Oedel is back again this year, with his tiny booth filled with much smaller items than he once carried. His priciest offering is a beaded Native American Indian ceremonial shawl for $5,000. In the minutes after the show opened, he sold a vintage postcard of Tilton, N.H. for $10.
"There are a thousand dealers who would give their eye-teeth to have my little booth," Oedel said.
To break into the hallowed ranks of exhibitors you must be a NHADA member, and be considered an extraordinary dealer — and someone usually has to die or retire for an opening to exist.
"Generally when you are chosen as a show dealer, it's yours for life unless you really screw it up," said Bojko.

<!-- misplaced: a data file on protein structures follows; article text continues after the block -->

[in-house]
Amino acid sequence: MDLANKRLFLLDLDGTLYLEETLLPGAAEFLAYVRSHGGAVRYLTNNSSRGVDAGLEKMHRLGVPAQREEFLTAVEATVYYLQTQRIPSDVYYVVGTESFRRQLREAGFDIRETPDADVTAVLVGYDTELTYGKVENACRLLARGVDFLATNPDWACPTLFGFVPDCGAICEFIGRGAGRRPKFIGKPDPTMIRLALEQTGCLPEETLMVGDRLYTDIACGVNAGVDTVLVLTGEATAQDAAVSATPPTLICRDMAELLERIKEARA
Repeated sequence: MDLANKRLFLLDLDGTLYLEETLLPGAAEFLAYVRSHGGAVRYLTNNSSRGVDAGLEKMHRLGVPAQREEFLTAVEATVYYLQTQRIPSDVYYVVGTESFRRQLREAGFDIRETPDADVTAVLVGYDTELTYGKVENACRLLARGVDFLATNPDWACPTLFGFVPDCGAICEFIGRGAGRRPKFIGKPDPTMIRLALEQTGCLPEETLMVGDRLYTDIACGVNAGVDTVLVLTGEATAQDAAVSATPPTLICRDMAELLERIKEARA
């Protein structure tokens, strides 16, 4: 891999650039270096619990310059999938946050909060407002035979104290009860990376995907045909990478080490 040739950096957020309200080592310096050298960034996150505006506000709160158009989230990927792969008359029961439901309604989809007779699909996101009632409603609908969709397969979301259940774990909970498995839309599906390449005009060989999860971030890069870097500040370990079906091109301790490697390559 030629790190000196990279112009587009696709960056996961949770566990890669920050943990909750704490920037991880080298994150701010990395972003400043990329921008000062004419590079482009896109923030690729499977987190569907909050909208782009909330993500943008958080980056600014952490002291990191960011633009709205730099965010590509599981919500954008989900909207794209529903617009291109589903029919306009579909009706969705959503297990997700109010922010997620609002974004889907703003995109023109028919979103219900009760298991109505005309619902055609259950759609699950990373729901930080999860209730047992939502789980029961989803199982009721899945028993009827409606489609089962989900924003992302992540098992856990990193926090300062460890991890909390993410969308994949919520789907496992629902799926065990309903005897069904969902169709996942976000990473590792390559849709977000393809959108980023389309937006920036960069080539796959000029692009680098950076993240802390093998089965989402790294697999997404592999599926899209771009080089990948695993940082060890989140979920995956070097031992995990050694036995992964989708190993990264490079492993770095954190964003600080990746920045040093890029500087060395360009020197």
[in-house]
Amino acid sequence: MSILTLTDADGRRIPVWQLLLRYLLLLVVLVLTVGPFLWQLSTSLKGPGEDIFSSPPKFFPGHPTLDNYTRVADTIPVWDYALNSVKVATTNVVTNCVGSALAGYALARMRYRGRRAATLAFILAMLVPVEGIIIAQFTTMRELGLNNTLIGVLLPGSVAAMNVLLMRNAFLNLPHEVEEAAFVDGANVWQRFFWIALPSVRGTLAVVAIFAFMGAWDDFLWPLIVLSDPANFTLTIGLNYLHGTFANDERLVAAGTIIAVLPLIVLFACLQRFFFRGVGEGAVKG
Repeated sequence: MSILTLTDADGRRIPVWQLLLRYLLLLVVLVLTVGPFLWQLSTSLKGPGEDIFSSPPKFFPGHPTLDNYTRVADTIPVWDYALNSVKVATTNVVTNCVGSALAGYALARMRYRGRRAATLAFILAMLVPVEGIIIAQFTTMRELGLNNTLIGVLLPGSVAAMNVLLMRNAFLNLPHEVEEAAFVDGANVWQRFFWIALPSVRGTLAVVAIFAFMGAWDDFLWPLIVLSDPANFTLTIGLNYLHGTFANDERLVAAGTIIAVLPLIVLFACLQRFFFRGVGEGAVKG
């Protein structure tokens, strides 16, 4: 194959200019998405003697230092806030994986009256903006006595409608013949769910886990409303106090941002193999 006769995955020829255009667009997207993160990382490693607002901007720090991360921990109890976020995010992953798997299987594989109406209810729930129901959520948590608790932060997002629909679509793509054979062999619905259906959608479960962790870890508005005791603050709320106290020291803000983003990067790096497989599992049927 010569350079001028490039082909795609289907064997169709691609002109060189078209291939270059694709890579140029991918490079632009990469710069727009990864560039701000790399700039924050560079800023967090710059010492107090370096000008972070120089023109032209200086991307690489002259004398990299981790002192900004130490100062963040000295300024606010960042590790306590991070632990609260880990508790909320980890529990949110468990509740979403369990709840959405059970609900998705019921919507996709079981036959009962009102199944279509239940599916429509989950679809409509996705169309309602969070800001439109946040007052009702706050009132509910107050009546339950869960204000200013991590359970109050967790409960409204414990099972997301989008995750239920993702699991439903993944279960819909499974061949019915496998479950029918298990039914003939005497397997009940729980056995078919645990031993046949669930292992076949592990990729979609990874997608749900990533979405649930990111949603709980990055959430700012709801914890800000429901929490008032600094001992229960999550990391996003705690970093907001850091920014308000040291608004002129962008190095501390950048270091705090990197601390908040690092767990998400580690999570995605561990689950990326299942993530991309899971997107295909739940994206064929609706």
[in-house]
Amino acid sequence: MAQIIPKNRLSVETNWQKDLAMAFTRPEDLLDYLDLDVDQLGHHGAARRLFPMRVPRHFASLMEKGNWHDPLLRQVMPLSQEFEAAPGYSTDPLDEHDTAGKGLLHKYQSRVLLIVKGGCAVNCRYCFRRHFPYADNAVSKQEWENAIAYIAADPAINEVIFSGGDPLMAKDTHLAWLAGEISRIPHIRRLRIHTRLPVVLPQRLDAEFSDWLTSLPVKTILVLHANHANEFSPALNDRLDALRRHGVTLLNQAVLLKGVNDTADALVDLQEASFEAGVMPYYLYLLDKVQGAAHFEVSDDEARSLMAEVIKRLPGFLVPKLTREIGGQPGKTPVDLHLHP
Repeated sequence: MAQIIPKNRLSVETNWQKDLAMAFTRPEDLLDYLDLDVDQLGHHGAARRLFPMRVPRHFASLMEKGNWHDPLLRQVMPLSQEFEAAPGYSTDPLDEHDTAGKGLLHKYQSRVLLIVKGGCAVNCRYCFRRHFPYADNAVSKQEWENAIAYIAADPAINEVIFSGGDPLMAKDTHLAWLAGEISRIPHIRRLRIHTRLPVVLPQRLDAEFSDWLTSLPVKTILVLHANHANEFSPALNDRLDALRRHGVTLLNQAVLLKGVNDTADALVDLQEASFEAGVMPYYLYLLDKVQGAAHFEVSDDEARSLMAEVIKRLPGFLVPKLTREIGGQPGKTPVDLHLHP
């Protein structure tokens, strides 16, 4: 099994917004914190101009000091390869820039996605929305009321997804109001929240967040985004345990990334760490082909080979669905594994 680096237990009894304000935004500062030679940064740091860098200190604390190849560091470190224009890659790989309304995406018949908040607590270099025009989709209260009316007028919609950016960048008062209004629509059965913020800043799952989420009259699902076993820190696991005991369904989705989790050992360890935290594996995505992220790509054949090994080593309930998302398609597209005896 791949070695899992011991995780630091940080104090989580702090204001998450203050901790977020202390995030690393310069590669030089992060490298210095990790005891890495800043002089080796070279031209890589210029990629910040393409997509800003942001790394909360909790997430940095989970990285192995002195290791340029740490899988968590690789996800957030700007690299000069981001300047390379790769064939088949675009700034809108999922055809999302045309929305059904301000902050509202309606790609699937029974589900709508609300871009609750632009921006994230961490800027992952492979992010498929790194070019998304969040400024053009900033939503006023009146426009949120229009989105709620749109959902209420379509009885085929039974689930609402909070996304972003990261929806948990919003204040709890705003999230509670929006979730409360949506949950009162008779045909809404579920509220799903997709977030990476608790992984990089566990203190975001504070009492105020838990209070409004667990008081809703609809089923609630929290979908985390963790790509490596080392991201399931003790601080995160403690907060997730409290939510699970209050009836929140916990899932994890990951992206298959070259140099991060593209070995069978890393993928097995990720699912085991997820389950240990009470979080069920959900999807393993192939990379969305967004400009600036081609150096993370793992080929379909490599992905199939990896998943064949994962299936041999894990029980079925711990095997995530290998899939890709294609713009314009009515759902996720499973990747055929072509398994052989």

Finkel is the "daughter" in M. Finkel and Daughter, a Philadelphia antiques shop founded in 1947. She joined the NHADA 25 years ago in hopes of one day getting an invitation to join the show's elite ranks. The invite came four years ago.
"I was very fortunate they invited me in," she said humbly.
Maine Antique Digest publisher S. Clayton Pennington calls it "absolutely one of the best shows in America."
"What distinguishes it is the quality of the exhibitors and the quality of the stuff," Pennington said, noting that dealers hoard their best wares all year just to display them at the show.
He said the show has a "laid-back New England feel to it," but also marvels, "I never saw an antiques show where people run" to get in.
When the doors opened at 10 a.m., hundreds raced to their favorite dealers, who set up in the same familiar booth location year in and year out.